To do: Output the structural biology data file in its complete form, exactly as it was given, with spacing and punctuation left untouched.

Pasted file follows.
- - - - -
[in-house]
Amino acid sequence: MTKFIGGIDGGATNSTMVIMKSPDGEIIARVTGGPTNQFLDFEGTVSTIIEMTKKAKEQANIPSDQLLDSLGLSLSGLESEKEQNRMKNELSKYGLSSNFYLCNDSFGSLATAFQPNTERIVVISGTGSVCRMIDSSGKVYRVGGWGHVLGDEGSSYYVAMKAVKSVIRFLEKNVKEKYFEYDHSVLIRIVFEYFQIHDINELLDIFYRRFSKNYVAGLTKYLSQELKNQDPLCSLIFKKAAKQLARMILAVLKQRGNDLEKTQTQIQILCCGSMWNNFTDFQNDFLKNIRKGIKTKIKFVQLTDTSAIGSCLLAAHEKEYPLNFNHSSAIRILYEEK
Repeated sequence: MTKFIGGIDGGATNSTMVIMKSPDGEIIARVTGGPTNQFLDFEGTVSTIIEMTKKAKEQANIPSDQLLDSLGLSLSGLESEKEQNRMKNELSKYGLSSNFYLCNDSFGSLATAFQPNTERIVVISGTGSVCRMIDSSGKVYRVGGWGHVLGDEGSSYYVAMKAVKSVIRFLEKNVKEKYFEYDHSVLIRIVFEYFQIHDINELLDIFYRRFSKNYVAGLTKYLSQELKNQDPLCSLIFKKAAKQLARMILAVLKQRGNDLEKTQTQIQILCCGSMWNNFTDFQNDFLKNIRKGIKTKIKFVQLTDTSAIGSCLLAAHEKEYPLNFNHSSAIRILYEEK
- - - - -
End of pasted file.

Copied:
[in-house]
Amino acid sequence: MTKFIGGIDGGATNSTMVIMKSPDGEIIARVTGGPTNQFLDFEGTVSTIIEMTKKAKEQANIPSDQLLDSLGLSLSGLESEKEQNRMKNELSKYGLSSNFYLCNDSFGSLATAFQPNTERIVVISGTGSVCRMIDSSGKVYRVGGWGHVLGDEGSSYYVAMKAVKSVIRFLEKNVKEKYFEYDHSVLIRIVFEYFQIHDINELLDIFYRRFSKNYVAGLTKYLSQELKNQDPLCSLIFKKAAKQLARMILAVLKQRGNDLEKTQTQIQILCCGSMWNNFTDFQNDFLKNIRKGIKTKIKFVQLTDTSAIGSCLLAAHEKEYPLNFNHSSAIRILYEEK
Repeated sequence: MTKFIGGIDGGATNSTMVIMKSPDGEIIARVTGGPTNQFLDFEGTVSTIIEMTKKAKEQANIPSDQLLDSLGLSLSGLESEKEQNRMKNELSKYGLSSNFYLCNDSFGSLATAFQPNTERIVVISGTGSVCRMIDSSGKVYRVGGWGHVLGDEGSSYYVAMKAVKSVIRFLEKNVKEKYFEYDHSVLIRIVFEYFQIHDINELLDIFYRRFSKNYVAGLTKYLSQELKNQDPLCSLIFKKAAKQLARMILAVLKQRGNDLEKTQTQIQILCCGSMWNNFTDFQNDFLKNIRKGIKTKIKFVQLTDTSAIGSCLLAAHEKEYPLNFNHSSAIRILYEEK